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Sunday, 12 of July of 2020

Community – “Cooperative Calligraphy”

I hate bottle episodes.”

I love bottle episodes. I think they’re great, occasionally risky episodes that tell us about what a show is about. They force a show to boil itself down to its bare essentials, showcasing very specific dynamics and how those dynamics keep the show moving.

Yes, the reasons bottle episodes tend to happen make little to no sense (as they do here), but I very often don’t care because I love excuses to spend time with characters in these very intense ways.

Needless to say, I think this is one of Community‘s best episodes so far.

To explain bottle episodes to the uninitiated, here’s Aaron Sorkin talking about “17 People”, one of the single greatest bottle episodes ever, and probably my favorite episode of The West Wing:

NBC gives us a lot of money to do the show. The problem is is cost us quite a lot of money to do the show, so Warner Bros. comes up with the rest in deficit financing. They lose a significant amount of money every time we make an episode in that we’ll make enough episodes (about 100) to sell the show into syndication […] But until (and if) that happens, they lose a lot of money per episode.

When we stay on budget.

Which we’ve never done.


So the word came down from Warner Bors. that some budget overruns had to be made up, and that for the next episode I write we should use no guest cast, no new sets, no extras, and no film.

In other words, I got to write  a play.

The West Wing Scriptbook, page 238.

If you take Sorkin’s words, replace ‘Warner Bros.’ with ‘Sony’, you pretty much have what happened here with “Cooperative Calligraphy.” Episodes like “Epidemiology” and “Basic Rocket Science” are more expensive than your normal episode, given all the set work and time that’s necessary to do them. To compensate for this, and many many shows do this, you have to do episodes that cost next to nothing to make up the difference. Often characters will get locked in a freezer or a closet or some such nonsense. See, now you’re thinking of some.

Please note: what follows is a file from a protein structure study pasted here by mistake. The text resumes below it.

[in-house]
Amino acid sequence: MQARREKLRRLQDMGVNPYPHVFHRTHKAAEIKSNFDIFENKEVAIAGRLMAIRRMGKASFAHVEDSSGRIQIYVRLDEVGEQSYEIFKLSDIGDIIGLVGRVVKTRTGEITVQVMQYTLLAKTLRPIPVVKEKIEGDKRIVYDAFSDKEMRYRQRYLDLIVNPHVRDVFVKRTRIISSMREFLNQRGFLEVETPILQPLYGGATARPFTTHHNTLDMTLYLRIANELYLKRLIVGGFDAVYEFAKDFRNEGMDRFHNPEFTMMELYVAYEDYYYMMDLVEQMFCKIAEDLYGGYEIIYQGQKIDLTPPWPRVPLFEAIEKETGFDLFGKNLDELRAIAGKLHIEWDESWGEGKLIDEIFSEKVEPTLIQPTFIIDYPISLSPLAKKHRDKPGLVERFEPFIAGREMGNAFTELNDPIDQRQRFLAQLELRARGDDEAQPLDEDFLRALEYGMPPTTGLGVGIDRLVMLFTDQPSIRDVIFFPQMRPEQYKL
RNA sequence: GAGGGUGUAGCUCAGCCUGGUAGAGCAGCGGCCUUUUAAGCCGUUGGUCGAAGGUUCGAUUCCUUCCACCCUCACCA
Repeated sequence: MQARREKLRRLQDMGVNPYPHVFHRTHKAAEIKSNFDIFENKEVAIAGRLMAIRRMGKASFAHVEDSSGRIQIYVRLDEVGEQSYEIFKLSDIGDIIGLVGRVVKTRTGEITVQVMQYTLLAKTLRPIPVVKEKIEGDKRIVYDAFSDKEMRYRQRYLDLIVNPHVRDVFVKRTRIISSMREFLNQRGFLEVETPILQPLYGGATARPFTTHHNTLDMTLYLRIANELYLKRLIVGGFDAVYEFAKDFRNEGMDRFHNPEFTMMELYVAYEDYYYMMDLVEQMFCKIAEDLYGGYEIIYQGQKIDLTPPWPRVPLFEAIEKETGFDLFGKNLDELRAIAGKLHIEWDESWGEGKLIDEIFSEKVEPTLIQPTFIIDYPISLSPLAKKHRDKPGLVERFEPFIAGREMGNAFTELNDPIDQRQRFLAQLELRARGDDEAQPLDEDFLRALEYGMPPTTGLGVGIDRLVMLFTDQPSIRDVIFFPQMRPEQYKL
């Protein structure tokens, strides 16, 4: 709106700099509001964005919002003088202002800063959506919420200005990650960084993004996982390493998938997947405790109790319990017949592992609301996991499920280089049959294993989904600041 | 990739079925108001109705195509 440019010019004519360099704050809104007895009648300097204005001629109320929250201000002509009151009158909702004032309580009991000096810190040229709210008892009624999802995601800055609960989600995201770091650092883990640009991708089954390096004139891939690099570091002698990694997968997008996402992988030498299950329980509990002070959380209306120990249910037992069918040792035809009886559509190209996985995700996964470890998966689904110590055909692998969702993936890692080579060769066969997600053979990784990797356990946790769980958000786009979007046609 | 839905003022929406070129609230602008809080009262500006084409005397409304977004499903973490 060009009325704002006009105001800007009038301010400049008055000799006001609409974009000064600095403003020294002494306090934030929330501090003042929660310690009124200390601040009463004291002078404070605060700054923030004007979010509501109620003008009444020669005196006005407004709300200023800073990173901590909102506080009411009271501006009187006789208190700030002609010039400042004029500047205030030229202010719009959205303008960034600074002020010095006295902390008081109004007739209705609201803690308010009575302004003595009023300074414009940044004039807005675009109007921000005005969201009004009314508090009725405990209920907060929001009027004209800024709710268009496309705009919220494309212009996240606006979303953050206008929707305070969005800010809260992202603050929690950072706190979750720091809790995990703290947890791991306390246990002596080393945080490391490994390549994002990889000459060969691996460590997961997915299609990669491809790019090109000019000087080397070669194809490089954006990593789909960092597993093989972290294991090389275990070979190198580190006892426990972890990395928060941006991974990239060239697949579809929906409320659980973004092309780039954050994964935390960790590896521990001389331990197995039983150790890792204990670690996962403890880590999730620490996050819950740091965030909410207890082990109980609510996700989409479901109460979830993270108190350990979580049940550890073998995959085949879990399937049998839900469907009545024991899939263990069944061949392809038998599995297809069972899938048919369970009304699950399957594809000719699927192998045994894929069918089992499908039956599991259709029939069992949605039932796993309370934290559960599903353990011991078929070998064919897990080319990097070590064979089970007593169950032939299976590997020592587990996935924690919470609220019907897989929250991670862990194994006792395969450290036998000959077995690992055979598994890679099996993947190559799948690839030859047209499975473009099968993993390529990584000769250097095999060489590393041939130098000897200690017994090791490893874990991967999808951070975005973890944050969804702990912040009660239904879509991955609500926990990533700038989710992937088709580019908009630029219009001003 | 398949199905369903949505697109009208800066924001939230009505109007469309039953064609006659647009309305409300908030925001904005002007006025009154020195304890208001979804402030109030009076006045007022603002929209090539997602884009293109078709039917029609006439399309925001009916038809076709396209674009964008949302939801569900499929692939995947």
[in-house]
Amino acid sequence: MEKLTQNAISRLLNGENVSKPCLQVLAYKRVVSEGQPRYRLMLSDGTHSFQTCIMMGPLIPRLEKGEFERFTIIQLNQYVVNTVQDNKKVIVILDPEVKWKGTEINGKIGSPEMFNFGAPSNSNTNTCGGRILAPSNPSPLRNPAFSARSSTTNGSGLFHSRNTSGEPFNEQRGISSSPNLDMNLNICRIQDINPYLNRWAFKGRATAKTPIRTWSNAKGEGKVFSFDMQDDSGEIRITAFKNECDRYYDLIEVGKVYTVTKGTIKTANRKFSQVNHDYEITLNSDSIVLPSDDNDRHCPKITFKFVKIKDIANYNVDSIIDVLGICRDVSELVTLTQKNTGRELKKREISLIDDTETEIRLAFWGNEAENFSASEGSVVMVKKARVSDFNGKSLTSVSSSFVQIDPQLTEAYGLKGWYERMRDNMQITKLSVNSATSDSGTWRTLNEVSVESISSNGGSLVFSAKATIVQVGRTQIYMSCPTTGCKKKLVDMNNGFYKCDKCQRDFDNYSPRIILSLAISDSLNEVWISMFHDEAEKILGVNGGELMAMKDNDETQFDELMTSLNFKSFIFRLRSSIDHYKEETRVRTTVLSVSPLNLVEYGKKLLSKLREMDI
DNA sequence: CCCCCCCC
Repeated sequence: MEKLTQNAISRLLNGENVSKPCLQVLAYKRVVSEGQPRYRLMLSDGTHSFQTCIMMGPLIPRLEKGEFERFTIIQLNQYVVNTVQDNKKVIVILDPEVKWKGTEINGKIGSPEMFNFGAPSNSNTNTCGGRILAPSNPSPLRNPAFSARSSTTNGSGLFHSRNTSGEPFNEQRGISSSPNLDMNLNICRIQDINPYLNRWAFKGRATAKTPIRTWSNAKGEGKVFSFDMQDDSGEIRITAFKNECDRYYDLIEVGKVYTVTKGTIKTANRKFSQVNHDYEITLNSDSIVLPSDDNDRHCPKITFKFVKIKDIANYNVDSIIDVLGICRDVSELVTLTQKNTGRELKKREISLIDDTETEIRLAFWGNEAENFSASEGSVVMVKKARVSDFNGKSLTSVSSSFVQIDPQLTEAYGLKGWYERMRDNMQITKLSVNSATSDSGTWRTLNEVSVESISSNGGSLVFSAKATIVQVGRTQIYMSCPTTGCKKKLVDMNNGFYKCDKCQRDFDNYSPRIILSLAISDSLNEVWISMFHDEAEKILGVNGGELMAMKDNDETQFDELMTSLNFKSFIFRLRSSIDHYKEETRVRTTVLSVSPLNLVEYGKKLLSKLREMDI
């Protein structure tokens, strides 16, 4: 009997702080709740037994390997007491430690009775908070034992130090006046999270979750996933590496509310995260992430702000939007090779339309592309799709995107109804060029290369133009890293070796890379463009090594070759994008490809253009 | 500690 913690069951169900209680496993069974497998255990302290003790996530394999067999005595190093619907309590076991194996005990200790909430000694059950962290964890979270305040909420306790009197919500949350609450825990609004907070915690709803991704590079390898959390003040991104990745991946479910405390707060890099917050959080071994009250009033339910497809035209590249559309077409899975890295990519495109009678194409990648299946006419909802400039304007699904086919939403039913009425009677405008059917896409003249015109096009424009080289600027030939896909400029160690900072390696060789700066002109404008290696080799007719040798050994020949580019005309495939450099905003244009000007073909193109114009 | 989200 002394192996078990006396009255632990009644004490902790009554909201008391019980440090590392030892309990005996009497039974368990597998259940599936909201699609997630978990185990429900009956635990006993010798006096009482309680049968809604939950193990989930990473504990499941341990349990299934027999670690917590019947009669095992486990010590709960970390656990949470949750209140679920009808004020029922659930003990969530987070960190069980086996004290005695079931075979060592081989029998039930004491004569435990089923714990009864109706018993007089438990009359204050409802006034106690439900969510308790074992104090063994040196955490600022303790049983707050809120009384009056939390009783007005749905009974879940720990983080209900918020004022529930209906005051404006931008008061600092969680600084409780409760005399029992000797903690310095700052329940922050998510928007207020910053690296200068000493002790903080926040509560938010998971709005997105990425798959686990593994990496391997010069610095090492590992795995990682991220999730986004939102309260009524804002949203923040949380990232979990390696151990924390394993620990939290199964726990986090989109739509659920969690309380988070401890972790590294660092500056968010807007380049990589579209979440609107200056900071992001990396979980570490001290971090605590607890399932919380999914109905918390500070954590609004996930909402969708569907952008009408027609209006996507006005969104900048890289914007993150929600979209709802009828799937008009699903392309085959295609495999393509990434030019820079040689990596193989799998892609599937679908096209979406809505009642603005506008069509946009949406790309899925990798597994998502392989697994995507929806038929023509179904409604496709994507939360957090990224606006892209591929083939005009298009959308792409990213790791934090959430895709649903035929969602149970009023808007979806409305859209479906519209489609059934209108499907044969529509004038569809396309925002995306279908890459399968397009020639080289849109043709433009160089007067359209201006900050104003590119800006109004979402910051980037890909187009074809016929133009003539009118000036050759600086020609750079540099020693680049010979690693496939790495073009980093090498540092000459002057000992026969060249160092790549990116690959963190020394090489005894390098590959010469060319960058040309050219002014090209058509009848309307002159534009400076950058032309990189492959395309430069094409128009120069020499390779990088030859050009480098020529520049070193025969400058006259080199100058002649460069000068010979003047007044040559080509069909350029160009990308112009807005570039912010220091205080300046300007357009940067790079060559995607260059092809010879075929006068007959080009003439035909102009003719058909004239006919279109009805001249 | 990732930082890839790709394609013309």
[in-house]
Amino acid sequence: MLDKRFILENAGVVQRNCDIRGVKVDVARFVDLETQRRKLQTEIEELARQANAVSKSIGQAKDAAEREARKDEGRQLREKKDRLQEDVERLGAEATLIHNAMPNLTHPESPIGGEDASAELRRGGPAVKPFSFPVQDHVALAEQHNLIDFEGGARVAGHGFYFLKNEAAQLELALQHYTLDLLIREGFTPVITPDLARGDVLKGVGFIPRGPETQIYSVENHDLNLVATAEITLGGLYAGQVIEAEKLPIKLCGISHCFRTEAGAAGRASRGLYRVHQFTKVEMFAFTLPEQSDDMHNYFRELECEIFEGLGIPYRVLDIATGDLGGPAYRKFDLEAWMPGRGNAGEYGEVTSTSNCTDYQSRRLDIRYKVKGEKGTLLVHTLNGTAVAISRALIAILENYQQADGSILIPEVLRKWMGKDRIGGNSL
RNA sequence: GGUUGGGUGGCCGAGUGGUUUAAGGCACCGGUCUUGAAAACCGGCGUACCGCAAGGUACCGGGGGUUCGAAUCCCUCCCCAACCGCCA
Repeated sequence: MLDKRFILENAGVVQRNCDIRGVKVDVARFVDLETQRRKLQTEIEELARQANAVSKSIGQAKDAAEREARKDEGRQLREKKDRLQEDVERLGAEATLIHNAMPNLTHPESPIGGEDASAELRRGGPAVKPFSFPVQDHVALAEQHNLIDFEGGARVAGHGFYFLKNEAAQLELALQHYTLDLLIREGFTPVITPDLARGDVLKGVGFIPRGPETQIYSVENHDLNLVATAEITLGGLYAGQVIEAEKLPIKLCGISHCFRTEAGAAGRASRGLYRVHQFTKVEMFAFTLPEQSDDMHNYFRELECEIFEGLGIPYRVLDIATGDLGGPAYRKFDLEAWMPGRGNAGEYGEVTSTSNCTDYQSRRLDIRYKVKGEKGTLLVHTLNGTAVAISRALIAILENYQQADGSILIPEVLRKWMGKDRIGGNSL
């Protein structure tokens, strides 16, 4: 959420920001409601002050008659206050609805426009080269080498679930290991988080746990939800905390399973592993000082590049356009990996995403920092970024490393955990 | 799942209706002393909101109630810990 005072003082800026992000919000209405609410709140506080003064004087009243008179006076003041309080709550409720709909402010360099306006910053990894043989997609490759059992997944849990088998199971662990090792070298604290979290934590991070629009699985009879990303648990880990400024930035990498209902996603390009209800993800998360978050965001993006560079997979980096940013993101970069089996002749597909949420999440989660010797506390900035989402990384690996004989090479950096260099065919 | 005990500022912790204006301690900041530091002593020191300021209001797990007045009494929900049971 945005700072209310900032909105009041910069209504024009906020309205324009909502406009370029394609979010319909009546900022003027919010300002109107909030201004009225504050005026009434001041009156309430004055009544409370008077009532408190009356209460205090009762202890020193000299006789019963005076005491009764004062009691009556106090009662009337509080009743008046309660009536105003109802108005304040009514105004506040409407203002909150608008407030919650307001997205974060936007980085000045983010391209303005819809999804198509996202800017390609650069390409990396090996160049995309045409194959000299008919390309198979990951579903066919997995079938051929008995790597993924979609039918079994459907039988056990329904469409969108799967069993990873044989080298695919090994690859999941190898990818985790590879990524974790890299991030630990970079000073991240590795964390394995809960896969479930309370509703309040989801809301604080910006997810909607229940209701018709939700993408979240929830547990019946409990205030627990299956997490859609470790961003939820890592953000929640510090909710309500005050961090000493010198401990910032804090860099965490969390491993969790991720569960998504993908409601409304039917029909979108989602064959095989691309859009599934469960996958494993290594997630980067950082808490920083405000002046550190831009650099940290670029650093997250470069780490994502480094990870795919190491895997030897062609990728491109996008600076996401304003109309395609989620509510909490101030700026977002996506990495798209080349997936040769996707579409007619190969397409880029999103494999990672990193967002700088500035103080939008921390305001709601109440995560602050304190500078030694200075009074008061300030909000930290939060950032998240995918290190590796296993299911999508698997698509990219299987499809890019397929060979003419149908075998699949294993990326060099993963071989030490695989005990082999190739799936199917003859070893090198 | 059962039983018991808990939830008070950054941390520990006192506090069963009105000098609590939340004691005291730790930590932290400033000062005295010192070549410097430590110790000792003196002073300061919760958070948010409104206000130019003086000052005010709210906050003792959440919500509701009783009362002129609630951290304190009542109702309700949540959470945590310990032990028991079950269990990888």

Last time, I complained that Community was slighting my favorite aspect of the show, which was the study room interactions, in favor of meta and reference humor. You can imagine my thrill at having an entire episode that does just this. What I love about the study table confrontations is that they lay bare the characters (literally in this episode!), lay bare their insecurities, their personalities, and issues that were occurring in that particular episode.

So with “Cooperative Calligraphy” we get to watch this group that has no business being together any longer, that doesn’t make any sense sticking together — Jeff is often horrible to these people, Abed can’t relate to any one, Pierce is insensitive and pathetic, Shirley is judgmental, Annie is manipulative, and Troy is…well…a bit weird — and yet here they are. They’re connected to each other so much that they’re hesitant to invade each other’s privacy, indulge Annie’s tantrum about the pen.

And then it just spirals out of control from there, as each of their individual traits just comes to the forefront. It’s exciting to watch this happen, as everyone just gives it their all: Abed sees nothing wrong with his super-observant behavior picking up on the women’s menstrual cycles; Shirley’s frustration at being the only Christian and heavy-set woman; Britta’s self-righteous crusading. But other things work, too, including Troy’s oh-so-wonderfully subtle realization that Shirley is potentially pregnant with Chang’s baby. CHANG’S. BABY.

After episodes of homages and meta and references, it was nice to get back to this kind of character-centric episode. As great as Community is at the rest of that, because it is brilliant in a way that I think no other show is, I love this Community more. I love these characters, even pathetic Pierce, and I love watching their interactions as characters and not pieces in an homage. Despite Abed’s assertion that bottle episodes don’t work, the very often do when they’re done well, and  “Cooperative Calligraphy” is done very well.  It reminds me why Community is one of the best shows on television.


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